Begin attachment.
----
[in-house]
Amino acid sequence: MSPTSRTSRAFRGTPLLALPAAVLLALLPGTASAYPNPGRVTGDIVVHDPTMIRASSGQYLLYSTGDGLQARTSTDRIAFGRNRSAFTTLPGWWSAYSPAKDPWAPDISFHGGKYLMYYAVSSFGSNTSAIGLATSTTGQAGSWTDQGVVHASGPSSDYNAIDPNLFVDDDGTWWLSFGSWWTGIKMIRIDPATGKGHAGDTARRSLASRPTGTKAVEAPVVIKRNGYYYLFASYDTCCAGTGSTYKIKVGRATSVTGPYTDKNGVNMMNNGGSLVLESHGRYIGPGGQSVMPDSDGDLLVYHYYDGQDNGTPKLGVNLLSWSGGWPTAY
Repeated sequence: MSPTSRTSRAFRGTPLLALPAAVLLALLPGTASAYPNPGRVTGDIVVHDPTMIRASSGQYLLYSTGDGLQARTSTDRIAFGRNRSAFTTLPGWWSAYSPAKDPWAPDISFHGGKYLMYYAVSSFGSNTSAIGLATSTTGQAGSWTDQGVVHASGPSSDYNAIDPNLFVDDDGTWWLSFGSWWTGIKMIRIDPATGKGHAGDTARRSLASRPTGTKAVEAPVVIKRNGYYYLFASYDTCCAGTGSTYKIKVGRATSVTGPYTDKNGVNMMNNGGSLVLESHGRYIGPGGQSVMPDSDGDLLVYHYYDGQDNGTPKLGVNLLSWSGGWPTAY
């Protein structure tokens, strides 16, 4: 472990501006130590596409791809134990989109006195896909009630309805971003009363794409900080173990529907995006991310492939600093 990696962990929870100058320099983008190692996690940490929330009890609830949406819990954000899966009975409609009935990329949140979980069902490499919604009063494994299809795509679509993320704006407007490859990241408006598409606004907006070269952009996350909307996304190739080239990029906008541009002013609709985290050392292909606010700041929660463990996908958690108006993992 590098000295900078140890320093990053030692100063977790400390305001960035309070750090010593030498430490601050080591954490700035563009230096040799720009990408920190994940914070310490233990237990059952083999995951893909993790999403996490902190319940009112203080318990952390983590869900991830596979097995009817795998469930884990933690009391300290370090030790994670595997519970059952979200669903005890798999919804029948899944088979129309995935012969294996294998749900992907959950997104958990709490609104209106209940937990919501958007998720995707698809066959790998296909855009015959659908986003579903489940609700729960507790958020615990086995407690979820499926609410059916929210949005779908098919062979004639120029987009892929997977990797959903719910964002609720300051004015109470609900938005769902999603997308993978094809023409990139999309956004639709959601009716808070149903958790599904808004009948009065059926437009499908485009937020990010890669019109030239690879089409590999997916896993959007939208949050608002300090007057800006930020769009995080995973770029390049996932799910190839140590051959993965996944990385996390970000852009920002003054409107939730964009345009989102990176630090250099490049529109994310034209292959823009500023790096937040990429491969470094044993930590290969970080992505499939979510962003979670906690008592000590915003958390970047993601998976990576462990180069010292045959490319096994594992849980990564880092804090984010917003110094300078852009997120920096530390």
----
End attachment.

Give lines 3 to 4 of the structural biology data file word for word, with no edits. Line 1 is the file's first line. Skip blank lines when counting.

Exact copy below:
Repeated sequence: MSPTSRTSRAFRGTPLLALPAAVLLALLPGTASAYPNPGRVTGDIVVHDPTMIRASSGQYLLYSTGDGLQARTSTDRIAFGRNRSAFTTLPGWWSAYSPAKDPWAPDISFHGGKYLMYYAVSSFGSNTSAIGLATSTTGQAGSWTDQGVVHASGPSSDYNAIDPNLFVDDDGTWWLSFGSWWTGIKMIRIDPATGKGHAGDTARRSLASRPTGTKAVEAPVVIKRNGYYYLFASYDTCCAGTGSTYKIKVGRATSVTGPYTDKNGVNMMNNGGSLVLESHGRYIGPGGQSVMPDSDGDLLVYHYYDGQDNGTPKLGVNLLSWSGGWPTAY
């Protein structure tokens, strides 16, 4: 472990501006130590596409791809134990989109006195896909009630309805971003009363794409900080173990529907995006991310492939600093 990696962990929870100058320099983008190692996690940490929330009890609830949406819990954000899966009975409609009935990329949140979980069902490499919604009063494994299809795509679509993320704006407007490859990241408006598409606004907006070269952009996350909307996304190739080239990029906008541009002013609709985290050392292909606010700041929660463990996908958690108006993992 590098000295900078140890320093990053030692100063977790400390305001960035309070750090010593030498430490601050080591954490700035563009230096040799720009990408920190994940914070310490233990237990059952083999995951893909993790999403996490902190319940009112203080318990952390983590869900991830596979097995009817795998469930884990933690009391300290370090030790994670595997519970059952979200669903005890798999919804029948899944088979129309995935012969294996294998749900992907959950997104958990709490609104209106209940937990919501958007998720995707698809066959790998296909855009015959659908986003579903489940609700729960507790958020615990086995407690979820499926609410059916929210949005779908098919062979004639120029987009892929997977990797959903719910964002609720300051004015109470609900938005769902999603997308993978094809023409990139999309956004639709959601009716808070149903958790599904808004009948009065059926437009499908485009937020990010890669019109030239690879089409590999997916896993959007939208949050608002300090007057800006930020769009995080995973770029390049996932799910190839140590051959993965996944990385996390970000852009920002003054409107939730964009345009989102990176630090250099490049529109994310034209292959823009500023790096937040990429491969470094044993930590290969970080992505499939979510962003979670906690008592000590915003958390970047993601998976990576462990180069010292045959490319096994594992849980990564880092804090984010917003110094300078852009997120920096530390």